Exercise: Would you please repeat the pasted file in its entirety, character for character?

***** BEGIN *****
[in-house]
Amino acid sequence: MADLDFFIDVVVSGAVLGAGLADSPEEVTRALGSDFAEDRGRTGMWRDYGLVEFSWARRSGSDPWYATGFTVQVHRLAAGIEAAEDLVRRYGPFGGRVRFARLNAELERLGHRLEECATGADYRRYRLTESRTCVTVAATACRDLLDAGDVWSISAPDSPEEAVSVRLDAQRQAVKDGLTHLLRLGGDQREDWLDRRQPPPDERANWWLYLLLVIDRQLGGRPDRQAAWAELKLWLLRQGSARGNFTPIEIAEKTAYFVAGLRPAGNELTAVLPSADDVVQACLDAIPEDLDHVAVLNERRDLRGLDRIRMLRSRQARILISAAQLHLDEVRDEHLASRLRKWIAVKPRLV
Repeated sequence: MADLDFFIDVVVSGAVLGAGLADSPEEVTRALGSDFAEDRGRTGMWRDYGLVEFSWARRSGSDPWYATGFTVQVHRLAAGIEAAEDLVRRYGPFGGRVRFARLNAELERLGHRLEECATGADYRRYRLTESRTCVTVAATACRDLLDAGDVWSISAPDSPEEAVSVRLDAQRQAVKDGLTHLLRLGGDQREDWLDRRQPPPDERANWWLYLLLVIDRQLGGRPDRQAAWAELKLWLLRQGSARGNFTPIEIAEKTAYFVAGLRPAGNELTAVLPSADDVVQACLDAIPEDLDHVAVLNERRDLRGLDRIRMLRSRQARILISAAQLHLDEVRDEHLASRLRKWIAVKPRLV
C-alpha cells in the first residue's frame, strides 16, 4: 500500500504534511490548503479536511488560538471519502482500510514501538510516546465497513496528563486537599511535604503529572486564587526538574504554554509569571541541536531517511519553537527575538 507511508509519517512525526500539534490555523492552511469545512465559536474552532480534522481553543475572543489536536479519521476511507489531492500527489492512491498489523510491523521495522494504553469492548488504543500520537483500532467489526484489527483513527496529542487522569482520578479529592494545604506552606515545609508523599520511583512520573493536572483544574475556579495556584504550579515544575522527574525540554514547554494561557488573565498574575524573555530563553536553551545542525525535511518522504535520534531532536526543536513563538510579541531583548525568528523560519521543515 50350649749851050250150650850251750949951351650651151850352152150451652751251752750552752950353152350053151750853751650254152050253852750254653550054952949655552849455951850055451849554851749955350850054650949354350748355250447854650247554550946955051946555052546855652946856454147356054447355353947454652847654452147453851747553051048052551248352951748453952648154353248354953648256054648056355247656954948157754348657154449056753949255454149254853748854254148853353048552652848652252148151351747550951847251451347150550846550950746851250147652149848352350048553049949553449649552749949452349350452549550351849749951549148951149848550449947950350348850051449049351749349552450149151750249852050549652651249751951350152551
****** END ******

[in-house]
Amino acid sequence: MADLDFFIDVVVSGAVLGAGLADSPEEVTRALGSDFAEDRGRTGMWRDYGLVEFSWARRSGSDPWYATGFTVQVHRLAAGIEAAEDLVRRYGPFGGRVRFARLNAELERLGHRLEECATGADYRRYRLTESRTCVTVAATACRDLLDAGDVWSISAPDSPEEAVSVRLDAQRQAVKDGLTHLLRLGGDQREDWLDRRQPPPDERANWWLYLLLVIDRQLGGRPDRQAAWAELKLWLLRQGSARGNFTPIEIAEKTAYFVAGLRPAGNELTAVLPSADDVVQACLDAIPEDLDHVAVLNERRDLRGLDRIRMLRSRQARILISAAQLHLDEVRDEHLASRLRKWIAVKPRLV
Repeated sequence: MADLDFFIDVVVSGAVLGAGLADSPEEVTRALGSDFAEDRGRTGMWRDYGLVEFSWARRSGSDPWYATGFTVQVHRLAAGIEAAEDLVRRYGPFGGRVRFARLNAELERLGHRLEECATGADYRRYRLTESRTCVTVAATACRDLLDAGDVWSISAPDSPEEAVSVRLDAQRQAVKDGLTHLLRLGGDQREDWLDRRQPPPDERANWWLYLLLVIDRQLGGRPDRQAAWAELKLWLLRQGSARGNFTPIEIAEKTAYFVAGLRPAGNELTAVLPSADDVVQACLDAIPEDLDHVAVLNERRDLRGLDRIRMLRSRQARILISAAQLHLDEVRDEHLASRLRKWIAVKPRLV
C-alpha cells in the first residue's frame, strides 16, 4: 500500500504534511490548503479536511488560538471519502482500510514501538510516546465497513496528563486537599511535604503529572486564587526538574504554554509569571541541536531517511519553537527575538 507511508509519517512525526500539534490555523492552511469545512465559536474552532480534522481553543475572543489536536479519521476511507489531492500527489492512491498489523510491523521495522494504553469492548488504543500520537483500532467489526484489527483513527496529542487522569482520578479529592494545604506552606515545609508523599520511583512520573493536572483544574475556579495556584504550579515544575522527574525540554514547554494561557488573565498574575524573555530563553536553551545542525525535511518522504535520534531532536526543536513563538510579541531583548525568528523560519521543515 50350649749851050250150650850251750949951351650651151850352152150451652751251752750552752950353152350053151750853751650254152050253852750254653550054952949655552849455951850055451849554851749955350850054650949354350748355250447854650247554550946955051946555052546855652946856454147356054447355353947454652847654452147453851747553051048052551248352951748453952648154353248354953648256054648056355247656954948157754348657154449056753949255454149254853748854254148853353048552652848652252148151351747550951847251451347150550846550950746851250147652149848352350048553049949553449649552749949452349350452549550351849749951549148951149848550449947950350348850051449049351749349552450149151750249852050549652651249751951350152551